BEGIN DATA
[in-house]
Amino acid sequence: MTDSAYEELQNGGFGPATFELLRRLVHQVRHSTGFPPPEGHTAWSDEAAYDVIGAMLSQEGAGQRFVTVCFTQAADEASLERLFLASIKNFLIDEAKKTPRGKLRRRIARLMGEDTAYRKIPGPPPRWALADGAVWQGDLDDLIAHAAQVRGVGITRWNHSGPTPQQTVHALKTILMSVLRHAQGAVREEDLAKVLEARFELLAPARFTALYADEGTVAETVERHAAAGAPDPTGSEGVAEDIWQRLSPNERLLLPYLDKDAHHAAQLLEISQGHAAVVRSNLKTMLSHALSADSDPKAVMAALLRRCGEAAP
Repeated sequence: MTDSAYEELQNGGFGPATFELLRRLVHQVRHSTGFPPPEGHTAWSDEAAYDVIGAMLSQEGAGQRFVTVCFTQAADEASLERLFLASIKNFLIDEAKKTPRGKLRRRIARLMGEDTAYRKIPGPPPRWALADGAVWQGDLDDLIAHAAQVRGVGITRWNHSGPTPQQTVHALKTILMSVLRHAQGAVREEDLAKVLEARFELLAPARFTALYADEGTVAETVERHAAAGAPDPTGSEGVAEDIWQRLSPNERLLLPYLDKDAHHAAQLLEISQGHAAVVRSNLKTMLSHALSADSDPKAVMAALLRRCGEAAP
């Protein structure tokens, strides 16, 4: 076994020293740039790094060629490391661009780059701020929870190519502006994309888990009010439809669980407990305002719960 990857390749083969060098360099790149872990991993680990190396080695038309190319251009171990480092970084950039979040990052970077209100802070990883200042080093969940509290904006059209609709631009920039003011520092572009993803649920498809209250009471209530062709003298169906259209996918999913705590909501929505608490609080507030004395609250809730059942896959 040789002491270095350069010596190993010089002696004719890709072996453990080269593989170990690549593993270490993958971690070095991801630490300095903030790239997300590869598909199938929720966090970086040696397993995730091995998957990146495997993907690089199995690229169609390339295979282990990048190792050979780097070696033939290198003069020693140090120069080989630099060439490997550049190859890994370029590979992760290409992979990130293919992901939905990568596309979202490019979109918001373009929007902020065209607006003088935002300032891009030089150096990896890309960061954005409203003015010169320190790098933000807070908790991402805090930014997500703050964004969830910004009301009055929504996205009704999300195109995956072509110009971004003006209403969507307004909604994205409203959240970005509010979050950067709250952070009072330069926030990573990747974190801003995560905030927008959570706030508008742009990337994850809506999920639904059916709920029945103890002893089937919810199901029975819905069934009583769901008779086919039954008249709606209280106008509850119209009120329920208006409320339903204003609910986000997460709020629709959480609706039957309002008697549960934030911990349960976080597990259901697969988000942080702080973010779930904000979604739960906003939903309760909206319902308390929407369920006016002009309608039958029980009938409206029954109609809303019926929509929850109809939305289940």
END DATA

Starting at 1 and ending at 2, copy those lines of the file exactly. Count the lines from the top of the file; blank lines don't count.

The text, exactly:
[in-house]
Amino acid sequence: MTDSAYEELQNGGFGPATFELLRRLVHQVRHSTGFPPPEGHTAWSDEAAYDVIGAMLSQEGAGQRFVTVCFTQAADEASLERLFLASIKNFLIDEAKKTPRGKLRRRIARLMGEDTAYRKIPGPPPRWALADGAVWQGDLDDLIAHAAQVRGVGITRWNHSGPTPQQTVHALKTILMSVLRHAQGAVREEDLAKVLEARFELLAPARFTALYADEGTVAETVERHAAAGAPDPTGSEGVAEDIWQRLSPNERLLLPYLDKDAHHAAQLLEISQGHAAVVRSNLKTMLSHALSADSDPKAVMAALLRRCGEAAP